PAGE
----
She was referring to the fact that I’m highly tactile. I run my fingers along clothing to see how they feel. The other day I touched someone’s shaved head and literally jumped six inches in the air because it didn’t feel how I expected. (Sooooo weird. Do not touch shaved heads. They feel super weird.)
I have a visceral reaction to the minute details of the texture of things. If I was on the fence about dating someone and they started wearing a lot of flannel and really soft t-shirts, I’d probably date them. (Just kidding. Mostly. Obviously they’d also have to be awesome and love Jesus and… Again, we’re not always as deep as we’d like to be.)
But I also love the non-tactile details of people. The words they use. The things that make them feel awkward. Their senses of humor. The way their eyes crinkle when they laugh. Whether they look service people in the eye. Whether they can sit in silence and be relaxed.
When we don’t know people, we tend to see them for what they represent rather than who they are. A barista or an accountant. A quiet person or a loud one. Short or tall. Funny or serious. Our brain automatically applies a cross section of categories to each person we meet. And they get filed away under those generalizations until we actually get to know them. If we ever bother to.
The people who I love the most are the ones whose details I know the best. The ones who I would find hard to describe if you asked me to, rather than the ones that are still languishing under their generic tags of career, height, and personality type. Because they’re so much more than their labels.
I think this is the way that God loves us. For our quirky details. For our unique compilation of brilliant attributes and heartbreaking flaws. Loving our courage and comforting us in our shortcomings. Encouraging us to try again. Helping us discover that our highest, best selves are worth striving for.
There’s something profound about being known in this way by another person. Being seen. It’s inherently intimate and infinitely valuable when someone unexpected sees you. It shocks me every time. Most of the time it gives me courage. If this person really sees me and loves me anyway, then maybe it’s okay to let down a few walls. To let a few other people see the unique compilation of characteristics that make me unique. Maybe they’ll approve as well. It’s a heady feeling.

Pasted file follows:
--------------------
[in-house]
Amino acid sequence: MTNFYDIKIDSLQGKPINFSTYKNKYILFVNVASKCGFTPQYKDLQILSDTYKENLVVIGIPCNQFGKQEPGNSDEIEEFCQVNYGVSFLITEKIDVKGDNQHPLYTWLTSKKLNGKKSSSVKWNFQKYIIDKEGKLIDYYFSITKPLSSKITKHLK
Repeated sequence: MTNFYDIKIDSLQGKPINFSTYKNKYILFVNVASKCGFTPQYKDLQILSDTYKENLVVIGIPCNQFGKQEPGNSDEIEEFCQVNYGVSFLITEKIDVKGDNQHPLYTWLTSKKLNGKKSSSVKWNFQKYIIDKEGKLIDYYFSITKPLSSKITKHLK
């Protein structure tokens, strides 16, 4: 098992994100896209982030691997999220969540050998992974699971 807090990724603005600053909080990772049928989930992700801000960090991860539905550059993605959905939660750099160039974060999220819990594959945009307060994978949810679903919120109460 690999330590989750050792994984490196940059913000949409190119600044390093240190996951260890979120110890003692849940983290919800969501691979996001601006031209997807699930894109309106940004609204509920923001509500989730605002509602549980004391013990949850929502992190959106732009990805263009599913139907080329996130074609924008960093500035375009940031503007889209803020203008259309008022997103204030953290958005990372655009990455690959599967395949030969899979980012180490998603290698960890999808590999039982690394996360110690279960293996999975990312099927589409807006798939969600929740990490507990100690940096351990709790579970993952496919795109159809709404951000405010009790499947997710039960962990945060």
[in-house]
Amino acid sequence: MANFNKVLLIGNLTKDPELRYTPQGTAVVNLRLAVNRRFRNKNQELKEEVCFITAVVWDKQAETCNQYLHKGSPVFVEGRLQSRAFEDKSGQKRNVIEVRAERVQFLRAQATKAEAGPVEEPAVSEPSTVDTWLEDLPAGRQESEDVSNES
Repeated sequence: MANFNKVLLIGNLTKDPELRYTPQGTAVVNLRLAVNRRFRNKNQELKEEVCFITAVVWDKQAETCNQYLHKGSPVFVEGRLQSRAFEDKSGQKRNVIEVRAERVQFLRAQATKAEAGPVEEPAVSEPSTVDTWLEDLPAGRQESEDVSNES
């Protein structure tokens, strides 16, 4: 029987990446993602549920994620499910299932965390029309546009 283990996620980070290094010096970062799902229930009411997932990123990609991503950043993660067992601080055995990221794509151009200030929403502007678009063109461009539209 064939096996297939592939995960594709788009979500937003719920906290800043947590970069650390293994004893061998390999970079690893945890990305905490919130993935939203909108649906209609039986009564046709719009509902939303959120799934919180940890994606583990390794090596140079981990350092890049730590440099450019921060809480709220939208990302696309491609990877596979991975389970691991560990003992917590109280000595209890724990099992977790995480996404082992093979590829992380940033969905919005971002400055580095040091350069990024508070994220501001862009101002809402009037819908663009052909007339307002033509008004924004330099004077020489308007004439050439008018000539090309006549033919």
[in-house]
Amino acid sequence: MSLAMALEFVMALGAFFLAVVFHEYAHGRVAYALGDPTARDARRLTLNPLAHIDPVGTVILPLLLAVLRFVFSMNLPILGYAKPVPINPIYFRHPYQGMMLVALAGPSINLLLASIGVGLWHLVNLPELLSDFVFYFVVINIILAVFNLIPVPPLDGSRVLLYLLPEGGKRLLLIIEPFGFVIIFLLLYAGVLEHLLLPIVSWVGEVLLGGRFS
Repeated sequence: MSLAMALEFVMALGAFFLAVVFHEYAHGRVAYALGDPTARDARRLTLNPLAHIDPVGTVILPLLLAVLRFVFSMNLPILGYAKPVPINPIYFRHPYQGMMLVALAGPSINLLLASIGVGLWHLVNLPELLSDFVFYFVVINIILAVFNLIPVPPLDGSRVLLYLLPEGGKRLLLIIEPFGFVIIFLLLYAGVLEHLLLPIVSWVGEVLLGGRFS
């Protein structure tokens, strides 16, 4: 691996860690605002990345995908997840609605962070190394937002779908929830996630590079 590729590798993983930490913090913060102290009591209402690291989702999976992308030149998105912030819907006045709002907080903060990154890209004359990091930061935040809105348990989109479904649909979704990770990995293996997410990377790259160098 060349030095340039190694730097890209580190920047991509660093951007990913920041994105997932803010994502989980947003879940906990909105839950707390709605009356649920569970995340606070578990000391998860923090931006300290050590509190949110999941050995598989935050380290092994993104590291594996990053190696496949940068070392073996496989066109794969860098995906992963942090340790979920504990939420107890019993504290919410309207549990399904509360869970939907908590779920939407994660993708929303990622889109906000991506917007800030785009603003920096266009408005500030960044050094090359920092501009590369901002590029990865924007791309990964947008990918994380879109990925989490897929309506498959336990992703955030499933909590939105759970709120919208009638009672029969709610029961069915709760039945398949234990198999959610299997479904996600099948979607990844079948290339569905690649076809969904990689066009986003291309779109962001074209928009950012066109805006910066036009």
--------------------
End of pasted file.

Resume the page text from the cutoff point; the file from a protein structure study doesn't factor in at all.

What strikes me is how often fear stops us from expressing our affection for people. When we see others–really take the time to see them–and approve of them, it’s easy for us to be silent instead of encouraging them. Maybe we’re busy and it doesn’t occur to us to communicate our approval. Maybe we’re afraid they’ll misinterpret our approval. Maybe they seem confident and we don’t think it’ll matter. But it does matter. I’ve never met someone who walks around feeling too valued or too comfortable with themselves.
I’m going to try to be better about expressing my approval and affection in my relationships this week. How much I enjoy the tiny, small, beautifully flawed details of those I love. And see what happens. My prediction would be a lot of smiles. And some trust. Maybe some awkwardness (a feeling we’re all going to have to get used to because it seems to be associated with 99% of the growth-oriented activities we pursue). But I’m betting the good out-weighs the bad. Hopefully in some unexpected and charming ways.
“Sometimes it’s a form of love just to talk to somebody that you have nothing in common with and still be fascinated by their presence.” ― David Byrne